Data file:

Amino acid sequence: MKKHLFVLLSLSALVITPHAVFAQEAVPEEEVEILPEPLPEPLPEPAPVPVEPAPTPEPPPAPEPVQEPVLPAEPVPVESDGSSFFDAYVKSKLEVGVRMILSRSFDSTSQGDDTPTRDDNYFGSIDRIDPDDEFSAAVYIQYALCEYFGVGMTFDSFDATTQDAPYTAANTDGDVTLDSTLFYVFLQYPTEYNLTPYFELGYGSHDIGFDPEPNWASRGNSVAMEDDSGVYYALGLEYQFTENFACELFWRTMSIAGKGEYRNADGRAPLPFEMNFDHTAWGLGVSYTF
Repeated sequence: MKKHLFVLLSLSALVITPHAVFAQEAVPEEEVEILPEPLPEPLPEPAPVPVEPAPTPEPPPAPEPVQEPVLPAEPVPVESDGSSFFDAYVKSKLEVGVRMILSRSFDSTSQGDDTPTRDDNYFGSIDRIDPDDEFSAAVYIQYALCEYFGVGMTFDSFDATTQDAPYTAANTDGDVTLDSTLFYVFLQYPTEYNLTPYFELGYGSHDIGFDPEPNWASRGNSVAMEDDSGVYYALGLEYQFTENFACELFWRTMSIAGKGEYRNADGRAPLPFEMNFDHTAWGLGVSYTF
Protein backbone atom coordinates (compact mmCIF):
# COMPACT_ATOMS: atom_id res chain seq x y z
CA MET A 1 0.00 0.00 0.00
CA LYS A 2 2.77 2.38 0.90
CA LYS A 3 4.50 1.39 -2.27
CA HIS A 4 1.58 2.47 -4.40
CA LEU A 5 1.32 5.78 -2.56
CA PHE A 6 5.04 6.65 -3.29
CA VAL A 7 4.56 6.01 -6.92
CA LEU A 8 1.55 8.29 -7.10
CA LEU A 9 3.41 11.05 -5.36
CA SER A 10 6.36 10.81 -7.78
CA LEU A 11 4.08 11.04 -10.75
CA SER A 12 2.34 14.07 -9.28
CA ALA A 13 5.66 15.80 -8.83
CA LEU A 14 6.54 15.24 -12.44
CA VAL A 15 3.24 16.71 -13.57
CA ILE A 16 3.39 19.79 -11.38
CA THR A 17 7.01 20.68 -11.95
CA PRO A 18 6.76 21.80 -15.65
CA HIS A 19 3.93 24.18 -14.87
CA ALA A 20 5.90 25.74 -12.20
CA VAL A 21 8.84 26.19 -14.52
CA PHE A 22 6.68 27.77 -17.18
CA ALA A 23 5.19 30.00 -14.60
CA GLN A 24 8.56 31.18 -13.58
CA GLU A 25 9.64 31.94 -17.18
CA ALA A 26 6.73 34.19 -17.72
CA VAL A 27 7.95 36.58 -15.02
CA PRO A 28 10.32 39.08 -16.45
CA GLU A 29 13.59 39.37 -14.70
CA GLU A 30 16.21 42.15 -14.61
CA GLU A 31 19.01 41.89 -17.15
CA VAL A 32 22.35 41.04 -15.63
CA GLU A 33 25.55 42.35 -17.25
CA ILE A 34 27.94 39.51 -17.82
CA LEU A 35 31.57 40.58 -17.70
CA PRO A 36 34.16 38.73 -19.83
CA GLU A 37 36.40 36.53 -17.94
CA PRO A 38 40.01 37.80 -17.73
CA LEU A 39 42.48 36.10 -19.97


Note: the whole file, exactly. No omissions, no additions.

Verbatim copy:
Amino acid sequence: MKKHLFVLLSLSALVITPHAVFAQEAVPEEEVEILPEPLPEPLPEPAPVPVEPAPTPEPPPAPEPVQEPVLPAEPVPVESDGSSFFDAYVKSKLEVGVRMILSRSFDSTSQGDDTPTRDDNYFGSIDRIDPDDEFSAAVYIQYALCEYFGVGMTFDSFDATTQDAPYTAANTDGDVTLDSTLFYVFLQYPTEYNLTPYFELGYGSHDIGFDPEPNWASRGNSVAMEDDSGVYYALGLEYQFTENFACELFWRTMSIAGKGEYRNADGRAPLPFEMNFDHTAWGLGVSYTF
Repeated sequence: MKKHLFVLLSLSALVITPHAVFAQEAVPEEEVEILPEPLPEPLPEPAPVPVEPAPTPEPPPAPEPVQEPVLPAEPVPVESDGSSFFDAYVKSKLEVGVRMILSRSFDSTSQGDDTPTRDDNYFGSIDRIDPDDEFSAAVYIQYALCEYFGVGMTFDSFDATTQDAPYTAANTDGDVTLDSTLFYVFLQYPTEYNLTPYFELGYGSHDIGFDPEPNWASRGNSVAMEDDSGVYYALGLEYQFTENFACELFWRTMSIAGKGEYRNADGRAPLPFEMNFDHTAWGLGVSYTF
Protein backbone atom coordinates (compact mmCIF):
# COMPACT_ATOMS: atom_id res chain seq x y z
CA MET A 1 0.00 0.00 0.00
CA LYS A 2 2.77 2.38 0.90
CA LYS A 3 4.50 1.39 -2.27
CA HIS A 4 1.58 2.47 -4.40
CA LEU A 5 1.32 5.78 -2.56
CA PHE A 6 5.04 6.65 -3.29
CA VAL A 7 4.56 6.01 -6.92
CA LEU A 8 1.55 8.29 -7.10
CA LEU A 9 3.41 11.05 -5.36
CA SER A 10 6.36 10.81 -7.78
CA LEU A 11 4.08 11.04 -10.75
CA SER A 12 2.34 14.07 -9.28
CA ALA A 13 5.66 15.80 -8.83
CA LEU A 14 6.54 15.24 -12.44
CA VAL A 15 3.24 16.71 -13.57
CA ILE A 16 3.39 19.79 -11.38
CA THR A 17 7.01 20.68 -11.95
CA PRO A 18 6.76 21.80 -15.65
CA HIS A 19 3.93 24.18 -14.87
CA ALA A 20 5.90 25.74 -12.20
CA VAL A 21 8.84 26.19 -14.52
CA PHE A 22 6.68 27.77 -17.18
CA ALA A 23 5.19 30.00 -14.60
CA GLN A 24 8.56 31.18 -13.58
CA GLU A 25 9.64 31.94 -17.18
CA ALA A 26 6.73 34.19 -17.72
CA VAL A 27 7.95 36.58 -15.02
CA PRO A 28 10.32 39.08 -16.45
CA GLU A 29 13.59 39.37 -14.70
CA GLU A 30 16.21 42.15 -14.61
CA GLU A 31 19.01 41.89 -17.15
CA VAL A 32 22.35 41.04 -15.63
CA GLU A 33 25.55 42.35 -17.25
CA ILE A 34 27.94 39.51 -17.82
CA LEU A 35 31.57 40.58 -17.70
CA PRO A 36 34.16 38.73 -19.83
CA GLU A 37 36.40 36.53 -17.94
CA PRO A 38 40.01 37.80 -17.73
CA LEU A 39 42.48 36.10 -19.97